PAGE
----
I kind of giggled inside because I had made such a big deal about getting there on time when it really didn’t even matter.  Why is it that we are so high-strung these days?  I realize that I had an appointment I had to make.  But I had no patience or faith that things would work out.  I am going to try to work on my patience.  Patience at work and definitely at home.  This story leads me into my next blog subject:  examples.

Posted by: Richard | September 30, 2010

I’m Praying for You

Over the past week I have heard several versions of the phrase “I’m praying for you” during the loss of my grandmother.  I have received cards, e-mails, and Facebook messages all giving some sort of rendition of the phrase.

Now, I know that most of the people who left me those messages probably meant every word when they said it.  But it got me to thinking.  How many times do I tell someone that I’ll be praying for them during a serious struggle or loss in their lives and how many times do I actually do it?  I can count just within the past month several times I have said that same phrase to someone and then left it at that.  No further thought.  No prayer.  I lied to them in their time of need.  They needed my prayer and I told them I would talk to the Father and I let them down.

Let me be the first to say that I made a mistake and let me be the first to encourage us all to live up to that promise when we make it to someone.  If we’re not going to pray for someone, don’t tell them we will.  If we do tell them we’ll pray for them, let’s do it and let’s do it with a sincere heart.

Thank you to those who prayed for me and my family over the past week.  Your prayers were felt and greatly appreciated.

Posted by: Richard | September 27, 2010

A Godly Heritage

I am taking my blog post title from my cousin’s, Monica, blog title.  I hope you don’t mind, Mon.  I use this title because that is what I feel I have:  a Godly heritage.

I spent the weekend traveling to and from Texas for my Mamaw’s funeral.  I was anticipating the day when I would receive the phone call informing me of her passing, but I was not expecting it to be this soon.  It hit me like a ton of bricks when I received the call from my father last week telling me that his mother, my Mamaw, had passed away.  She was 92 years old.  Here is a list of her life’s accomplishments.

Frances Berniece Parris Wiginton entered this world Nov. 9, 1917, and departed to be with her heavenly Father, Sept. 22, 2010, at age 92. She was the child of Oliver Walker Parris and Frances Terra Parris born in Santa Anna. In 1939 Berniece graduated from Texas Tech University with a degree in Vocational Home Economics. After graduation she began her lengthy teaching career in Itasca (TX), where she met her life’s love, Doyle Emerson Wiginton. They married Dec. 4, 1942, before Doyle left for World II. During the war she worked for Consolidated as a supervisor and counselor for Rosie the Riveters in Fort Worth. After the war they moved to Big Sandy, where she was a dedicated homemaking teacher in Hawkins and then Big Sandy for a total of 38 years. She loved her students, teaching three generations in Big Sandy, and encouraged them to set goals and reach their full potential in all areas of life. Her students excelled in state and national contests such as “Make it Yourself with Wool.” She was also a leader in Future Homemakers of America, encouraging her students’ participation in local, regional and state activities. Several students went on to develop strong leadership skills by holding regional offices.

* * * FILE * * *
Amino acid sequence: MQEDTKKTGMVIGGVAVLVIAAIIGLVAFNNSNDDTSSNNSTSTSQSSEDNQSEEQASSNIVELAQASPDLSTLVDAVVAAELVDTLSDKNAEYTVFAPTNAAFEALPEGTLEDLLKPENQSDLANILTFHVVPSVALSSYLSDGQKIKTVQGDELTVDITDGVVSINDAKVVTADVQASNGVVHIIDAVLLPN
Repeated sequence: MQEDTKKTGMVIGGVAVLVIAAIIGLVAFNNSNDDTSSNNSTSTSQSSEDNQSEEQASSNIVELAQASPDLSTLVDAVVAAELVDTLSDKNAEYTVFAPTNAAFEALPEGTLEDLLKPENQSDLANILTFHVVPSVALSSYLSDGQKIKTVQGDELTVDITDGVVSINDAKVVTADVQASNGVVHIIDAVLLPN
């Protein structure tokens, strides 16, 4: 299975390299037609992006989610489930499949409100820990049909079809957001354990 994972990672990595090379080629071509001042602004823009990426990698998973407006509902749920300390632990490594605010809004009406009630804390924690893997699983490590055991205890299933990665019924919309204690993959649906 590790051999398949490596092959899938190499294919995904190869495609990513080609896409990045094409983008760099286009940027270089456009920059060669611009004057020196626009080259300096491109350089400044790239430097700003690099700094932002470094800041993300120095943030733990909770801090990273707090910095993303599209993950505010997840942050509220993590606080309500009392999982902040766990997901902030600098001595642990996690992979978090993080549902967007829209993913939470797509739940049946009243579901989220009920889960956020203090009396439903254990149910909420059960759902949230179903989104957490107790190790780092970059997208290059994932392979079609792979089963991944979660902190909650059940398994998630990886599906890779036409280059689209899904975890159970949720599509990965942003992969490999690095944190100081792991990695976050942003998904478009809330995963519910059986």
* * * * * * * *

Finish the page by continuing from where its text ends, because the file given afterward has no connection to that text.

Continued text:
Service in the education community was completed by three years on the Big Sandy School Board. She played an active role as Bible teacher and mentor at Big Sandy Church of Christ, encouraging many students to become Christians. The delights of her life were her two children and their families as well as an extended family of friends, students, and others she helped mold and shape by modeling the Christian values in which she strongly believed … God first, family and others second, and self last. Mamaw, as she was lovingly referred to by all, never lost her optimism, zest for life and love of telling others about Christ. Mamaw was preceded in death by her parents and loving husband, Doyle Emerson Wiginton.

She is survived by her children: daughter, Frances Jane Edwards and husband Stan; son, James Doyle Wiginton and wife Erma Lou; grandchildren, Shea Edwards Constantikes and husband Jim, Tyler Jay Edwards, Jordan Todd Edwards and wife Whitney, Ryan Emerson Edwards and wife Ashley, Richard Doyle Wiginton and wife Melanie, Kathryn Ann Reynolds and husband Brad, Vera Ranchinskaya (Wiginton) Pollard and husband Parrish. Great-grandchildren are: Ashlyn Ray Wiginton, Carter Doyle Wiginton, Braden Ford Wiginton, Kingston Cavender Edwards and Shelby Lou Reynolds, as well as many nieces, nephews, relatives and friends. Her family would like to thank her caregivers at Atria in Tyler and especially her wonderful Shay Ervin and Tasha Skillern.

As I prepared to make the journey to Texas I read through some of my dad’s Facebook messages left by friends and family.  I was truly amazed at the amount of people leaving messages who were former students of Mamaw’s.  I was even more amazed when I saw about twenty of those students at her celebration of life.  But I guess I shouldn’t have been amazed.  That is the kind of person Mamaw was.  She is one of the pillars in my godly heritage.

Mamaw taught me a lot of things.  She taught me how to play numerous games to include Solitaire, Double Solitaire, Rummikub, and her most loved game, dominoes.  Nights spent at her house were spent saying our bedtime prayers together.  She showed me how to truly talk with God.  She showed me the importance of friendships as she introduced me to numerous friends of hers who would also become friends of mine.  As I drove through the town of Big Sandy, TX memories flooded over me as I had vivid pictures of her, my cousins, my sister and me all driving to the train tracks to put pennies on the tracks to get get smashed by passing trains.  I could see her back yard where I would pick up pecans from the pecan tree and then shell them inside for a delicious snack.  I could feel the tight string of the bow as I would launch an arrow across the back yard.  I could smell her amazing cooking and see every room of that house as if I were standing in it at that moment.  As I fought back the tears and we drove past her house I pointed out to my children the driveway where my initials were engraved in the concrete.